Phantom Dust Gets A Second Chance

In March 2005, a mere eight months before the release of the console’s successor, the XBox received a title that received critical acclaim and not much else. This could describe several games that came out on the XBox that aren’t Halo, but, unlike Psychonauts or Barbie Horse Adventures, Phantom Dust was never released on another platform.

Until today of course.

Phantom Dust was born out of Microsoft tapping a huge amount of Sega’s talent. Panzer Dragoon Orta, Toe Jam & Earl III: Mission To Earth, Jet Set Radio Future, and GunValkyrie were released directly by Sega. Phantom Dust itself was directed by Yukio Futatsugi who previously worked on the original Saturn iterations of Panzer Dragoon. Microsoft needed to court the Japanese market; they still have a hard time selling today, and the PlayStation 2 days coupled with a new brand didn’t help. Ambitious titles like Project BC and True Fantasy Live would be cancelled, and other titles like Fable and Brute Force would under-deliver. Phantom Dust was a risk, and it wasn’t one Microsoft wanted to take.

An English version of the game was canned by Microsoft before it saw release; the game would receive a deal between Majesco and Microsoft to see the light of day here. It was exactly the game the XBox could’ve used years earlier. Yet it came out to little fanfare as hype for the XBox 360 built.

Now it’s seeing the light of day again. A release on the XBox One seems like a bit of waste, but at least now we can hope that Microsoft will release the title to PC in a few years. Here’s both a Let’s Play of the original title from a fan site, and the newly released teaser that shows no gameplay of the remake.

Real Journalism’s Take On Gaming

The most interesting take on E3 lies not in IGN, Kotaku, Polygon, etc. but on business channels and newspapers. We know how the hype train goes in the former; the latter reports on E3 with a sense of bewilderment and detached sensibility that’s incredibly intriguing after more than a decade of the expo.

I’ll be using two examples: one from CNBC (which was hilarious, and I’m sure someone will save the clip), and one from the Wall Street Journal. Both from today. Both are directed towards businessmen. Stockholders. People betting on whether or not it’s a good idea to invest in any of the companies we’re concerned about producing games. The misinformation, confused statements, or lack of mentioning certain companies was more amusing than seeing heavy British accents in revolution-period France.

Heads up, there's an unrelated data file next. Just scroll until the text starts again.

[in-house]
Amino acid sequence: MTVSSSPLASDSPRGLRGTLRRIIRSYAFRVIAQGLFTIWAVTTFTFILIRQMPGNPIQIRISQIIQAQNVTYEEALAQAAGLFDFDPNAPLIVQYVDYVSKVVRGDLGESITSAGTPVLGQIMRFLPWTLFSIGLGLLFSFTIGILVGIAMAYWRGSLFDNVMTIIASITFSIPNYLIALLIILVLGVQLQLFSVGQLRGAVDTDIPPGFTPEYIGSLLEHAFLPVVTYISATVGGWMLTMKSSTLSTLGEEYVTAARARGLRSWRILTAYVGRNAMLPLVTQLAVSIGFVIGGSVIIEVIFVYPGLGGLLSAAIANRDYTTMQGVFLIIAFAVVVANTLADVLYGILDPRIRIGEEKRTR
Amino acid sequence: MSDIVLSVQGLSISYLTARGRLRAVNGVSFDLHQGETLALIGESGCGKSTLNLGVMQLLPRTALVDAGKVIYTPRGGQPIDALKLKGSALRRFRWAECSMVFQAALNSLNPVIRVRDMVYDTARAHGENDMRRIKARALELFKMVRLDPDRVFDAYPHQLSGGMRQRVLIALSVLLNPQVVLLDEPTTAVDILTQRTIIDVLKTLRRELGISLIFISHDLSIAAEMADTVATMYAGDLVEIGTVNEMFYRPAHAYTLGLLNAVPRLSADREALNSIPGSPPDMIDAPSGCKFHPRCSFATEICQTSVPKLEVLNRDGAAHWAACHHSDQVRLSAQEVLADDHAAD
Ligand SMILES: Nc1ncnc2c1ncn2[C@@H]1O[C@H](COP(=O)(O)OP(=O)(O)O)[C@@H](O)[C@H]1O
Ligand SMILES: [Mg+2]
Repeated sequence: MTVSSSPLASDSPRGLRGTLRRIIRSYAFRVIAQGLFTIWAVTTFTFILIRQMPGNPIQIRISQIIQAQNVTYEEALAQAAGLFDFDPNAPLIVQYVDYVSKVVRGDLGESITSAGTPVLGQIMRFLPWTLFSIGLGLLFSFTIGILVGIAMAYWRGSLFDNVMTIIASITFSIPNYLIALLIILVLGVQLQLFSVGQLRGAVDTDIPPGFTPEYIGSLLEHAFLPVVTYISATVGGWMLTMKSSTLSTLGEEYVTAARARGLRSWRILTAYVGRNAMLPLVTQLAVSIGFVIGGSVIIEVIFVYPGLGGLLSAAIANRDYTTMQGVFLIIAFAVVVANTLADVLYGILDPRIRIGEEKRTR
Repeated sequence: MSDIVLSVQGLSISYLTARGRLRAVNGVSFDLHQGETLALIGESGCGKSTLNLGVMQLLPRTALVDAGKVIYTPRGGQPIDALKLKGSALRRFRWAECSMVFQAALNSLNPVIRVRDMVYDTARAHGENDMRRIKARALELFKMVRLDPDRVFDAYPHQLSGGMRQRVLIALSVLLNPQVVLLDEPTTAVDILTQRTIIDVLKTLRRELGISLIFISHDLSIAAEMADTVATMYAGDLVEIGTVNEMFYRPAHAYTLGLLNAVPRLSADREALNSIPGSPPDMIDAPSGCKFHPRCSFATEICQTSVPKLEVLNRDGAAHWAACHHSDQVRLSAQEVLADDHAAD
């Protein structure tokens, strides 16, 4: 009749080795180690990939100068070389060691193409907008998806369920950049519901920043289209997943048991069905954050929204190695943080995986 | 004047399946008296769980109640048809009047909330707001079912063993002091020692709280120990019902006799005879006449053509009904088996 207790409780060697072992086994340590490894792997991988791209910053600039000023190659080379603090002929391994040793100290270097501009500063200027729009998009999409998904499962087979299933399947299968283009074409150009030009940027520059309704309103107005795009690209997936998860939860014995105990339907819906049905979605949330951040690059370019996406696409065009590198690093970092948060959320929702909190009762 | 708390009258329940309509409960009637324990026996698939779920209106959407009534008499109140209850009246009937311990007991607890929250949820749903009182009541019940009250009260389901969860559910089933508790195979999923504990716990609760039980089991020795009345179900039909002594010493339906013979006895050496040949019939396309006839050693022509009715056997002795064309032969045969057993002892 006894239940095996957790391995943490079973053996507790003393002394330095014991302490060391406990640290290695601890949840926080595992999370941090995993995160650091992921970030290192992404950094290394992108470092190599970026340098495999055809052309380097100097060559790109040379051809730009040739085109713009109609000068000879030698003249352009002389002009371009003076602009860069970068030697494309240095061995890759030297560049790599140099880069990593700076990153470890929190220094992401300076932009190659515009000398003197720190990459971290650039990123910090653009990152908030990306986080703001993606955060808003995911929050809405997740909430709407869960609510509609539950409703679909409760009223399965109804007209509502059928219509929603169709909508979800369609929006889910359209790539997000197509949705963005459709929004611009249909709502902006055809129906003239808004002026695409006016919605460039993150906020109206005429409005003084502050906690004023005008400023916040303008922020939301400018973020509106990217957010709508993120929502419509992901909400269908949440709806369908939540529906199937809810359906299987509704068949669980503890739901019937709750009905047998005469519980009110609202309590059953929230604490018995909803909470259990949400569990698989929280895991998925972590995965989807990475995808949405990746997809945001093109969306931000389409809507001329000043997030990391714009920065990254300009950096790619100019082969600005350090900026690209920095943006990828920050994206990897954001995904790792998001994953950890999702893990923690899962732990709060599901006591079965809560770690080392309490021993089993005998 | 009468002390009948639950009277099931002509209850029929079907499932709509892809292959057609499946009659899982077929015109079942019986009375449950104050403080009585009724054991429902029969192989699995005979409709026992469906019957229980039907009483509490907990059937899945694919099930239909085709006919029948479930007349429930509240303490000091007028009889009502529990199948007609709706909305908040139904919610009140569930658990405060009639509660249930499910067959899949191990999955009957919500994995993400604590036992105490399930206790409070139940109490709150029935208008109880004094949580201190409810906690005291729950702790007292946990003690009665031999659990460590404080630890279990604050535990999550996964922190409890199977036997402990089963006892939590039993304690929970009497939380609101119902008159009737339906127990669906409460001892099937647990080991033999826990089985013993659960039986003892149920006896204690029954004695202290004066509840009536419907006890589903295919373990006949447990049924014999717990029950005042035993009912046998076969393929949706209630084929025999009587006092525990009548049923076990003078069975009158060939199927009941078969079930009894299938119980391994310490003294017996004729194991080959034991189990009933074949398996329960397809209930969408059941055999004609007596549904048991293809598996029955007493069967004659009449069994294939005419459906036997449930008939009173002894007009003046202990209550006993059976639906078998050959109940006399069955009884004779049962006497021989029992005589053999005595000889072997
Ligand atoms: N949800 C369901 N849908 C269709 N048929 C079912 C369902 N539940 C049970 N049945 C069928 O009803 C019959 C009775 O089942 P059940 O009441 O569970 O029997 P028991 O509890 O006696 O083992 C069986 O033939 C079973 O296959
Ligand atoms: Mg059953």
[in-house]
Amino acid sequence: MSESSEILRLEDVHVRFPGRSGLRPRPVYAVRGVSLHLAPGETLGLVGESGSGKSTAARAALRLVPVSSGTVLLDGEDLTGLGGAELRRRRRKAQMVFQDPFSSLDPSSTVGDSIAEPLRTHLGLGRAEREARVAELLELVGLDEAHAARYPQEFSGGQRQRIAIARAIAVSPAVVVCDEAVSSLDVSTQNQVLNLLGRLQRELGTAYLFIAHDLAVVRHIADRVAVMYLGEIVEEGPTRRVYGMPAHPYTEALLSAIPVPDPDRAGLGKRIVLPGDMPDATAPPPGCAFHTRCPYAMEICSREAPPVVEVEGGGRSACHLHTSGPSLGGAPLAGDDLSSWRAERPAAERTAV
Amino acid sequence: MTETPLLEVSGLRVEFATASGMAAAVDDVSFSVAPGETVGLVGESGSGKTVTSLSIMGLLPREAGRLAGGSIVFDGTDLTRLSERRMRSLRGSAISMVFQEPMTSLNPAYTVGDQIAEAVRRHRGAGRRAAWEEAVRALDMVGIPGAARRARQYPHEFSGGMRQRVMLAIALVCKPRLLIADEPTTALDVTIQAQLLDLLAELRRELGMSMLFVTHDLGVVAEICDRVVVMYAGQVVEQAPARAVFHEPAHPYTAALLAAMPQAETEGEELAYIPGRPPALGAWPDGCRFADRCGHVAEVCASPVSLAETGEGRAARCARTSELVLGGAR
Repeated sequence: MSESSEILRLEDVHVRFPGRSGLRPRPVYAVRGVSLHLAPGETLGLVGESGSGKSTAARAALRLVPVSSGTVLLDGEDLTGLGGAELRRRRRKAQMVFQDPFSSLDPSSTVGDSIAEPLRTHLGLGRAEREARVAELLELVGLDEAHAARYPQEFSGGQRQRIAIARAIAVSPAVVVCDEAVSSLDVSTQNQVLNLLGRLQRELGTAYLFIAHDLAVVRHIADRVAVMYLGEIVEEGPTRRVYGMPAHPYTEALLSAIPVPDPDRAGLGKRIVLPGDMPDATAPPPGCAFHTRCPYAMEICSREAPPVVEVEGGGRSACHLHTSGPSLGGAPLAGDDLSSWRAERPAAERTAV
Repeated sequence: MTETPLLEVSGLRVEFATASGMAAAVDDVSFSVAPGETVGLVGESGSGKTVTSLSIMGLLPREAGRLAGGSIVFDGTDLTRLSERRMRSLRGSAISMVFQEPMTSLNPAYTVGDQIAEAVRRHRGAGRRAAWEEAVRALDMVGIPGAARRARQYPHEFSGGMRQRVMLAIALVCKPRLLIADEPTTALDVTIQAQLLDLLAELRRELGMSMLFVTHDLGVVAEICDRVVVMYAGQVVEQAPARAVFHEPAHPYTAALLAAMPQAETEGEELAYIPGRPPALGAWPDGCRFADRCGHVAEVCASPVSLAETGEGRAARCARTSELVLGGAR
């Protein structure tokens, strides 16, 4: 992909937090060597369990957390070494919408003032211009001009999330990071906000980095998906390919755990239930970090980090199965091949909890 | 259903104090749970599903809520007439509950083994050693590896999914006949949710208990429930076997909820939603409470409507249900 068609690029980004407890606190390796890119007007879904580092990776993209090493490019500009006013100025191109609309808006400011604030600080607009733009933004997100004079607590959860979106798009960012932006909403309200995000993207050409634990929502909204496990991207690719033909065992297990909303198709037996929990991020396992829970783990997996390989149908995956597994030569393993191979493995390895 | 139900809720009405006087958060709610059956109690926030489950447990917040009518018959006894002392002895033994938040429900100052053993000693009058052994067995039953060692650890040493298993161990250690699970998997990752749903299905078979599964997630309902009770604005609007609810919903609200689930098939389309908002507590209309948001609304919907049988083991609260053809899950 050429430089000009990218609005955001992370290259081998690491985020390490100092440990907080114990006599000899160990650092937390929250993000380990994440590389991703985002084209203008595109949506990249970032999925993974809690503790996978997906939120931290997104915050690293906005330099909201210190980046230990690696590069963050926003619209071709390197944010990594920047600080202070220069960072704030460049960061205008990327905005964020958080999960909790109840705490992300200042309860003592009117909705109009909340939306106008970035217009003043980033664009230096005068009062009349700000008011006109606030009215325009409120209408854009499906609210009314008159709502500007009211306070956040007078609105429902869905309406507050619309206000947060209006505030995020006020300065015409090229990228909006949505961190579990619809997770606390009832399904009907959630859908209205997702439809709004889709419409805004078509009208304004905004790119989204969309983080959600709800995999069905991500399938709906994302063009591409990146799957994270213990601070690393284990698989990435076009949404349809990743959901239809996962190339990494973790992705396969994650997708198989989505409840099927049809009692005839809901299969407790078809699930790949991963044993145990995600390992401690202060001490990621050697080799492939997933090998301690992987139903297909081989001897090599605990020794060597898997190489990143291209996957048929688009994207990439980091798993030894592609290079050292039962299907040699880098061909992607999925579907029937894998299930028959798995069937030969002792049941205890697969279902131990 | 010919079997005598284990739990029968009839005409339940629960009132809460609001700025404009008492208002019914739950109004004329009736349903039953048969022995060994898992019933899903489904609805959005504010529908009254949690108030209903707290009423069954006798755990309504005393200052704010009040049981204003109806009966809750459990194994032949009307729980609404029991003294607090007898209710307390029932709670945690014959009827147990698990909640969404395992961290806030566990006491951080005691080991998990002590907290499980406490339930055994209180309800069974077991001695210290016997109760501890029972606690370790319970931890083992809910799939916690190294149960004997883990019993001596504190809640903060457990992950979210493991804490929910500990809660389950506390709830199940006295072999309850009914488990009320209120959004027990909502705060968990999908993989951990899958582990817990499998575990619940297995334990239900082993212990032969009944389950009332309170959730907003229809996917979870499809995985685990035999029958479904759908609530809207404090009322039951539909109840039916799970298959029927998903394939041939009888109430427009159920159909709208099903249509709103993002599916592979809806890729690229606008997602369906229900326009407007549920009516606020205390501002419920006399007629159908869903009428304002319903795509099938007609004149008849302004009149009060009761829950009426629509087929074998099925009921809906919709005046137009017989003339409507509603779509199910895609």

CNBC: the main discussion amongst their contributors was how well Microsoft would benefit from exclusive DLC and Gamestop. The DLC in question? Call of Duty: Advanced Warfare. It’s hard to tell outside of our bubble of gaming news if that would effect sales; really, it shouldn’t and it instead creates a stronger sentiment against Activision-Blizzard and their yearly releases. The stock jumped up slightly from the news. If there was a mention on it being a timed exclusive I didn’t hear it. More hilarious was the Gamestop name drop; a contributor that had no idea what digital distribution was thought it was a great, underpriced investment due to used game sales and thought their focus was still on games (they’re switching their business platform to include cell phones).

The other more credible news source setting up articles for later in the week was the Wall Street Journal. Hyping up a console war, with no mention of PC gaming or sales, they had a good twenty paragraphs of the Xbox One versus the PS4 and lingering Wii U sales. Canned statements from Take Two Interactive, Nintendo, Sony, and Kotaku littered the article. They pointed out some of the concerns around the Xbox One since release: the pointlessness of the Kinect, the threat of taking away used games, and price. There was no mention that the majority of games for the Xbox One are available on other platforms, especially PC, and they play better elsewhere.

The writers, Ben Fritz and Nathan Olivarez-Giles, also defined the Wii U Gamepad as just being a tablet, “instead of the usual mix of thumb sticks and buttons…” They did get the information of sales being up since the release of Mario Kart 8, but the article is missing key information that could be useful to their target audience: investors. And unless a company is private like Valve we definitely need to keep an eye on that also. Super Smash Brothers will move the most units later in the year; something that we’d all want to take advantage of if our goal was to pump-and-dump money into a company. Yet there’s no mention of it. Instead, there’s the statement from Take Two that they’re committed to the Xbox One and PS4; an entirely fruitless statement since it’s stating the obvious and merely that they’re sticking to the status quo.

News will be flooding out on E3 continuously. I’ll be keeping my eye on news not for me but for the monied elite instead through out.